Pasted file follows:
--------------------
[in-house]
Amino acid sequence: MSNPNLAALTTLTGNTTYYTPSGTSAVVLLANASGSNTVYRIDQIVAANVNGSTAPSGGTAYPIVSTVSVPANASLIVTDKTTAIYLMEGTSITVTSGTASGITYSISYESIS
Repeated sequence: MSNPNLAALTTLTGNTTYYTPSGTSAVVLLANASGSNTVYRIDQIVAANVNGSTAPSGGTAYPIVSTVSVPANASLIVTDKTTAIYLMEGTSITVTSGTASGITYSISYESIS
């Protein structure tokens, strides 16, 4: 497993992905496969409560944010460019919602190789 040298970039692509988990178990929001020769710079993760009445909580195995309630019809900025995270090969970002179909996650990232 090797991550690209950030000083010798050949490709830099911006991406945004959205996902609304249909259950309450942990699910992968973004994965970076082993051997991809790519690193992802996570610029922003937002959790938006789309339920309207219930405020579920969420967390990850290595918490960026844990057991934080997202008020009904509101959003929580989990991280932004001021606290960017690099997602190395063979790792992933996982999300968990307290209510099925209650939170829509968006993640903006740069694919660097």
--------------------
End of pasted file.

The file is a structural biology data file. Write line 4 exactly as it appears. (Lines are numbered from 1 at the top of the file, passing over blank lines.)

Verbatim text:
């Protein structure tokens, strides 16, 4: 497993992905496969409560944010460019919602190789 040298970039692509988990178990929001020769710079993760009445909580195995309630019809900025995270090969970002179909996650990232 090797991550690209950030000083010798050949490709830099911006991406945004959205996902609304249909259950309450942990699910992968973004994965970076082993051997991809790519690193992802996570610029922003937002959790938006789309339920309207219930405020579920969420967390990850290595918490960026844990057991934080997202008020009904509101959003929580989990991280932004001021606290960017690099997602190395063979790792992933996982999300968990307290209510099925209650939170829509968006993640903006740069694919660097």